by Nasya Bahfen

It was not nearly as dramatic as the footage beamed around the world of thousands of jubilant Egyptians celebrating in Tahrir Square, but the image of nine year old Seena Akhlaqi Sheikhdost caused a quiet revolution in Australia this week. Last December, the flimsy boat carrying Seena and up to a hundred Iranian, Kurdish and Iraqi asylum seekers smashed into a rocky cliff on the remote Australian territory of Christmas Island in the Indian ocean. Seena survived the shipwreck. His parents and brother did not. In early February, the first of the victims were buried in Sydney, including Seena’s father (the bodies of his mother and brother have not been found). Over and over again, Australians saw on television and in the newspapers gut-wrenching images of Seena’s face crumpled up in tears watching his father laid to rest in a traditional Muslim funeral, as members of his Sydney-based extended family tried in vain to console him.

The issue of asylum seekers who arrive by boat is a fiercely divisive one. It is played out in the media through a paradigm of xenophobia (those seeking refugee status have largely been Middle Eastern, at a time when the nature and legitimacy of Islam’s presence in Australia is being questioned); exaggeration about the size of the problem compared to, say, illegal immigrants who arrive by plane and overstay their visas; and false claims about the supposed entitlements of the overwhelming majority of boat arrivals who are ultimately found to be genuine refugees.

Under former Prime Minister John Howard, who was elected to power on border patrol issues, asylum seekers who tried getting to Australia by boat – including children – were incarcerated under a controversial “mandatory detention” policy. In 2001, the Howard government built a temporary immigration detention centre on Christmas Island, intending to replace it with a permanent facility elsewhere. The current Australian Labor Party, when it defeated Howard’s (conservative) Liberal-National Coalition in 2007, and fearing it would lose popularity, continued to detain asylum seekers and process their claims for refugee status “off shore.”

Former Labor prime minister Bob Hawke has asserted that Australia is a nation of boat people, but despite attempts by refugee advocates to change the narrative on asylum seekers through using facts and statistics, ignorance and hatred of the “queue jumpers” remains, stoked by the media and politicians. One of those politicians, from the Coalition (now in Opposition), invoked outrage when he suggested that taxpayer funds should not have been used to fly the surviving relatives of the Christmas Island shipwreck from the island where they had been detained, to Sydney where their family members were being buried.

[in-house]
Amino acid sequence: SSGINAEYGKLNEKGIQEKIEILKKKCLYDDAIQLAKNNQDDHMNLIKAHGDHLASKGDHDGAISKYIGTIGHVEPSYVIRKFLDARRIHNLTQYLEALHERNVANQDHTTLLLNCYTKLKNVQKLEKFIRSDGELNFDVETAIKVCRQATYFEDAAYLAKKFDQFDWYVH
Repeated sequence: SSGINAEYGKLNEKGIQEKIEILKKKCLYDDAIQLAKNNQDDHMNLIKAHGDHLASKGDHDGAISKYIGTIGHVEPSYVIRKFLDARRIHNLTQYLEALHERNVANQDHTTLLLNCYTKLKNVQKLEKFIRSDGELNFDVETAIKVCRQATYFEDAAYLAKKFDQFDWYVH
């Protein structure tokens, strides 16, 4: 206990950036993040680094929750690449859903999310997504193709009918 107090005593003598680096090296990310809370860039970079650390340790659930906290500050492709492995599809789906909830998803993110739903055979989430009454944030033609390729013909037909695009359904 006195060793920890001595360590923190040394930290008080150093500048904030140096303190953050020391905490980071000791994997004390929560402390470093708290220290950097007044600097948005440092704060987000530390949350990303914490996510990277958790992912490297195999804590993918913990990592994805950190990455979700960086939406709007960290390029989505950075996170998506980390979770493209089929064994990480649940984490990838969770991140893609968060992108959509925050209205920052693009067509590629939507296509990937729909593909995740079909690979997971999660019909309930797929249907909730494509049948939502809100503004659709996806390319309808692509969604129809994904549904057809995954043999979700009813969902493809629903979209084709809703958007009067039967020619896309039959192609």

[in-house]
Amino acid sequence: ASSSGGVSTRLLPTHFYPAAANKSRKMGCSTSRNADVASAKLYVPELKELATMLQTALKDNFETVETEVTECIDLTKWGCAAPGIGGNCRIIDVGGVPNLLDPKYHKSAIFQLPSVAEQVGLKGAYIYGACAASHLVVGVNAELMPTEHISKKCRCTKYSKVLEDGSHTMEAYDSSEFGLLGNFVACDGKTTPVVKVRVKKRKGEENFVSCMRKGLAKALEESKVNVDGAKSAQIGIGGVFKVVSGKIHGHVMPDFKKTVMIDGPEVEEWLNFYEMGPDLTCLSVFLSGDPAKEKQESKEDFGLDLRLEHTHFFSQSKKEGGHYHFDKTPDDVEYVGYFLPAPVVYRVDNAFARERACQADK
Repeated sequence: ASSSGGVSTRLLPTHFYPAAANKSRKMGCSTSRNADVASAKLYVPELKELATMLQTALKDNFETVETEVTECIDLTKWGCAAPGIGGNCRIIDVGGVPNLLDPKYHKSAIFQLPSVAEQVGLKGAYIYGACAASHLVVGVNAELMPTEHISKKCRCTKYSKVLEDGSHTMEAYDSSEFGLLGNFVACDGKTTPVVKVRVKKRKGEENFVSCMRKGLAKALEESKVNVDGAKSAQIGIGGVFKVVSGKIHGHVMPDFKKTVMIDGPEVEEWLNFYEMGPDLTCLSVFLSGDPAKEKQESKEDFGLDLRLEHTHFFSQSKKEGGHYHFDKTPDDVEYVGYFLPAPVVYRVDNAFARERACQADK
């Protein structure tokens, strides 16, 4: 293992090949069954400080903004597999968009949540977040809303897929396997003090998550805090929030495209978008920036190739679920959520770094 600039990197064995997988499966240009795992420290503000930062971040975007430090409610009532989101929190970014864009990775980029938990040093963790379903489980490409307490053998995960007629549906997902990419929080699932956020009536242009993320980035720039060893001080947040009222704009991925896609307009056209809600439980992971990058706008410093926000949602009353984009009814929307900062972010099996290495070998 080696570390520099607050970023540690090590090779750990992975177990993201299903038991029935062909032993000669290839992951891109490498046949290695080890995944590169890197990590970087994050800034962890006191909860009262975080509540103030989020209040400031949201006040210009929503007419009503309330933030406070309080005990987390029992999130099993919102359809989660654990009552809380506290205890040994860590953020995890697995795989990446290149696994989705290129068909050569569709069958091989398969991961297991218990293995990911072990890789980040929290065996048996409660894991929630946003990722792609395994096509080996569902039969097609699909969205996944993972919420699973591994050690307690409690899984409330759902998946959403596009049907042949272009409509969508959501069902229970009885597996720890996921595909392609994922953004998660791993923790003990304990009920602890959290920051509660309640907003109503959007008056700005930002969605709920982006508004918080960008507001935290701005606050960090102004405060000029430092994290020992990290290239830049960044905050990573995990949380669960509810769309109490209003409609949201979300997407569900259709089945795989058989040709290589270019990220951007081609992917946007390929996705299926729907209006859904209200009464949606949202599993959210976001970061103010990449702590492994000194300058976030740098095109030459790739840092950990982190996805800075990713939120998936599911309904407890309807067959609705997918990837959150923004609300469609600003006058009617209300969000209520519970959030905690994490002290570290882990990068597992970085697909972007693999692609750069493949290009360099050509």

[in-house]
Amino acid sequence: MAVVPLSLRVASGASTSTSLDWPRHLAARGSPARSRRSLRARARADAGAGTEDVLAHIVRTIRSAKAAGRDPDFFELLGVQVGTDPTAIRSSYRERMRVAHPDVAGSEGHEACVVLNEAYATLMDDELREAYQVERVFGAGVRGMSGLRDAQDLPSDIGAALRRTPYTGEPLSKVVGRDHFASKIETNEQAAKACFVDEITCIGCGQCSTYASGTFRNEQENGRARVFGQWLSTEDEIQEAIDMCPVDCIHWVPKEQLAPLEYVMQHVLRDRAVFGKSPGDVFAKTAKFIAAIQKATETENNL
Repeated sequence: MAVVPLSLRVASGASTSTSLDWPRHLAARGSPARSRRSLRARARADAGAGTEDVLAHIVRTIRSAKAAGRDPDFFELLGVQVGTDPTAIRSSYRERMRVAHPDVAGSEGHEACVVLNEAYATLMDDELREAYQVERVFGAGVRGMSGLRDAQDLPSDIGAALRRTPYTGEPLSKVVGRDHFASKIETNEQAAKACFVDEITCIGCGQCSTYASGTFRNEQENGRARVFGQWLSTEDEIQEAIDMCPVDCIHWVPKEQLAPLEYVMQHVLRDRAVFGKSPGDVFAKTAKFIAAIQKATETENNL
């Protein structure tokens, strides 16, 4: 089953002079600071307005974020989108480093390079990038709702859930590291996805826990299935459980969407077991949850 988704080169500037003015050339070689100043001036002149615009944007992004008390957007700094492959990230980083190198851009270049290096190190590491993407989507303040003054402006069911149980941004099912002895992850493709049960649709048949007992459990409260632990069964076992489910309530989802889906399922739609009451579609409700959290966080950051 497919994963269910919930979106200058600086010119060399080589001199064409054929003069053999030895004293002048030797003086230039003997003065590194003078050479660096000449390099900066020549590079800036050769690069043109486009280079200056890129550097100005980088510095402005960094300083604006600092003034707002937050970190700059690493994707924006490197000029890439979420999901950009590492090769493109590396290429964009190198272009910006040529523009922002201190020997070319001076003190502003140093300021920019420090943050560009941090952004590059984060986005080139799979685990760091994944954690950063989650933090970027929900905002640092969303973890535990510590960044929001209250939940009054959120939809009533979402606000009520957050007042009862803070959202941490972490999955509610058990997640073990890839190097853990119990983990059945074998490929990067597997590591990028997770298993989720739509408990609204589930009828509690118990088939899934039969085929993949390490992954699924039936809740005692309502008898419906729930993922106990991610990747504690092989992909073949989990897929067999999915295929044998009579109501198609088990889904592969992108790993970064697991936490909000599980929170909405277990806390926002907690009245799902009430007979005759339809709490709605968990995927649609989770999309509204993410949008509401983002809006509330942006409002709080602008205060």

Coalition immigration spokesman Scott Morrison said the shipwreck victims should instead have been buried on Christmas Island (the site of the shipwreck and the detention centre, and an extraordinarily remote and expensive place to get to). He later conceded that the timing of his comments was insensitive, prompting Australian comedian Chas Licciardello to tweet that he agreed that the timing was inappropriate because the remarks “would have been better made in the 12th century.”

Morrison’s gaffe last week was soon superseded in the Australian media by news that after twenty fours outside of detention to attend the funerals and see their extended families in Sydney, the group of shipwreck survivors (including nine year old Seena and two other children orphaned by the accident) would be flown back to the detention centre on the island that was the scene of their devastating trauma. That move was incomprehensible to many Australians, and to mental health experts such as former Australian of the Year and psychiatrist, Professor Patrick McGorry, and the government’s consultant psychiatrist, Professor Louise Newman. Seena became the focal point of outrage over the decision by Australian immigration minister Chris Brown, who quickly backed down from sending the survivors back to the island, and told a commercial television network that the boy would be released into the care of his extended family in Sydney as soon as possible.

The media’s swift switch in focus was stark, from demonizing asylum seekers as “unAustralian” because of their faith (predominantly Muslim) or ethnic origin, to concern for their welfare.  The Courier-Mail (a newspaper run by News Corp’s Australian subsidiary News Limited, whose publications tend to take a conservative stand on asylum seekers and immigration) said it was a week that did not show the best of Australia, and urged those in power to think about people and not politics. The national editor of the Sydney Morning Herald urged politicians to “heed the lessons from the weak” (clearly the pun was fully intended), while commercial television reporters could not help beaming as they announced the reactions of Seena’s extended family to his pending release. In a few short days, media images of an Iranian child who had lost everything and was subsequently subject to unconscionable bureaucratic cruelty had succeeded where years of activism by refugee advocates had failed: by putting a face – a young and grieving face – to an issue the Australian media had dehumanized for too long.

Nasya Bahfen is a journalism lecturer at RMIT University in Melbourne and a journalist with Radio Australia. In 2010-2011 she is a visiting scholar with NYU’s Center for Religion and Media.